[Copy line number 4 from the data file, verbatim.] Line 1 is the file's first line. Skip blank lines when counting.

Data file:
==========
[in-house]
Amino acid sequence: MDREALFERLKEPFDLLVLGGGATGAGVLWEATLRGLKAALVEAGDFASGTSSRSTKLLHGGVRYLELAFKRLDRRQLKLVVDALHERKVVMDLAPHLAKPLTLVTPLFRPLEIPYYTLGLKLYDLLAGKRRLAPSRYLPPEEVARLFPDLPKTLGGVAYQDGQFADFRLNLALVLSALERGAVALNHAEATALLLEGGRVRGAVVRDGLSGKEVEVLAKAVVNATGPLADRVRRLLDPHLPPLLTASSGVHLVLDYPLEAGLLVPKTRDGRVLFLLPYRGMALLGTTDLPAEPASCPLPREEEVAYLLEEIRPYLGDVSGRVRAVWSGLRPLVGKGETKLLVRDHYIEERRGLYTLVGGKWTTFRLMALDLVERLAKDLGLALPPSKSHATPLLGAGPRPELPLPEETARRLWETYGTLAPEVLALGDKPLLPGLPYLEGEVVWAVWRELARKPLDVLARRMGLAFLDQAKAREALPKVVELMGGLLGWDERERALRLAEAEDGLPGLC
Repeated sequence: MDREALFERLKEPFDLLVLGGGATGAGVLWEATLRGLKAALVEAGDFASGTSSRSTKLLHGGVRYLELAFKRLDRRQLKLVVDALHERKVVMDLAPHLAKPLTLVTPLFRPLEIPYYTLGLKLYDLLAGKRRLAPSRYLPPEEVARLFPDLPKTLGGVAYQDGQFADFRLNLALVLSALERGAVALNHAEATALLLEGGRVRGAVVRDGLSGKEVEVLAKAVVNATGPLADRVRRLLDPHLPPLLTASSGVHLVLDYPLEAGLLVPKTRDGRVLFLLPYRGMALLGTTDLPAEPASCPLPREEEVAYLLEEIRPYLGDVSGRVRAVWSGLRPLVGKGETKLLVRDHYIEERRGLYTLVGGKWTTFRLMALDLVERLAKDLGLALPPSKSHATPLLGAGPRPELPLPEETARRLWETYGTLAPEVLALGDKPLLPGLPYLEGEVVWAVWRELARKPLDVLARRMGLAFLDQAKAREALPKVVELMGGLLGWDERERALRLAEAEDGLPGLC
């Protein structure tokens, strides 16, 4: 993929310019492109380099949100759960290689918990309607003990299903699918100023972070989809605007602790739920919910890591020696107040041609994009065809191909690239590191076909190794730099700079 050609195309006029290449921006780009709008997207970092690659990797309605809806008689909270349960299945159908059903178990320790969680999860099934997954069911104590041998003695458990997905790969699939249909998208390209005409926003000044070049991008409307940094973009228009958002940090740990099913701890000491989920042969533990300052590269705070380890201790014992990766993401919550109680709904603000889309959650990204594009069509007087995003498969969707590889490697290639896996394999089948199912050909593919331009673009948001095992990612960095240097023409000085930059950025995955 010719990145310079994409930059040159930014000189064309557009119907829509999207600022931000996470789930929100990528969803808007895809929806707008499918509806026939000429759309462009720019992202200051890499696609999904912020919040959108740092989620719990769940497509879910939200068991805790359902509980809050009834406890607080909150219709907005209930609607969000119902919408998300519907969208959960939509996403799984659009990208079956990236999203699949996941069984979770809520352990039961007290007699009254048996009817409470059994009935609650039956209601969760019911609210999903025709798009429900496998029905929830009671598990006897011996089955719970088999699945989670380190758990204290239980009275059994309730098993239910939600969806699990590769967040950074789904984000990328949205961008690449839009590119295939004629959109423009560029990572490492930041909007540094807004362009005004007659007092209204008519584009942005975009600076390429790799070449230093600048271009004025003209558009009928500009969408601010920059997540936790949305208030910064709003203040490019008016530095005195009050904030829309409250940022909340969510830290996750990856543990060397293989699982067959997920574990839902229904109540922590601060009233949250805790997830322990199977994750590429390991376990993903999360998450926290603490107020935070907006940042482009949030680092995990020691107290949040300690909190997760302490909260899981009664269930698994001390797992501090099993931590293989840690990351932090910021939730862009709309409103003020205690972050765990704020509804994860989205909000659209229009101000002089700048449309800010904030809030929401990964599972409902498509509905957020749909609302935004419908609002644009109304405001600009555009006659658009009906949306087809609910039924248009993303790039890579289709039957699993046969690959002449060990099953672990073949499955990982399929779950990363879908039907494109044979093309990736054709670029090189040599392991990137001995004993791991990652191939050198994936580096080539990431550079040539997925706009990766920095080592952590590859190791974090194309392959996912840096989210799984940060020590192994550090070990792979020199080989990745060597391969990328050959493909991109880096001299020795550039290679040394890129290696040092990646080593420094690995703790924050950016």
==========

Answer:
């Protein structure tokens, strides 16, 4: 993929310019492109380099949100759960290689918990309607003990299903699918100023972070989809605007602790739920919910890591020696107040041609994009065809191909690239590191076909190794730099700079 050609195309006029290449921006780009709008997207970092690659990797309605809806008689909270349960299945159908059903178990320790969680999860099934997954069911104590041998003695458990997905790969699939249909998208390209005409926003000044070049991008409307940094973009228009958002940090740990099913701890000491989920042969533990300052590269705070380890201790014992990766993401919550109680709904603000889309959650990204594009069509007087995003498969969707590889490697290639896996394999089948199912050909593919331009673009948001095992990612960095240097023409000085930059950025995955 010719990145310079994409930059040159930014000189064309557009119907829509999207600022931000996470789930929100990528969803808007895809929806707008499918509806026939000429759309462009720019992202200051890499696609999904912020919040959108740092989620719990769940497509879910939200068991805790359902509980809050009834406890607080909150219709907005209930609607969000119902919408998300519907969208959960939509996403799984659009990208079956990236999203699949996941069984979770809520352990039961007290007699009254048996009817409470059994009935609650039956209601969760019911609210999903025709798009429900496998029905929830009671598990006897011996089955719970088999699945989670380190758990204290239980009275059994309730098993239910939600969806699990590769967040950074789904984000990328949205961008690449839009590119295939004629959109423009560029990572490492930041909007540094807004362009005004007659007092209204008519584009942005975009600076390429790799070449230093600048271009004025003209558009009928500009969408601010920059997540936790949305208030910064709003203040490019008016530095005195009050904030829309409250940022909340969510830290996750990856543990060397293989699982067959997920574990839902229904109540922590601060009233949250805790997830322990199977994750590429390991376990993903999360998450926290603490107020935070907006940042482009949030680092995990020691107290949040300690909190997760302490909260899981009664269930698994001390797992501090099993931590293989840690990351932090910021939730862009709309409103003020205690972050765990704020509804994860989205909000659209229009101000002089700048449309800010904030809030929401990964599972409902498509509905957020749909609302935004419908609002644009109304405001600009555009006659658009009906949306087809609910039924248009993303790039890579289709039957699993046969690959002449060990099953672990073949499955990982399929779950990363879908039907494109044979093309990736054709670029090189040599392991990137001995004993791991990652191939050198994936580096080539990431550079040539997925706009990766920095080592952590590859190791974090194309392959996912840096989210799984940060020590192994550090070990792979020199080989990745060597391969990328050959493909991109880096001299020795550039290679040394890129290696040092990646080593420094690995703790924050950016």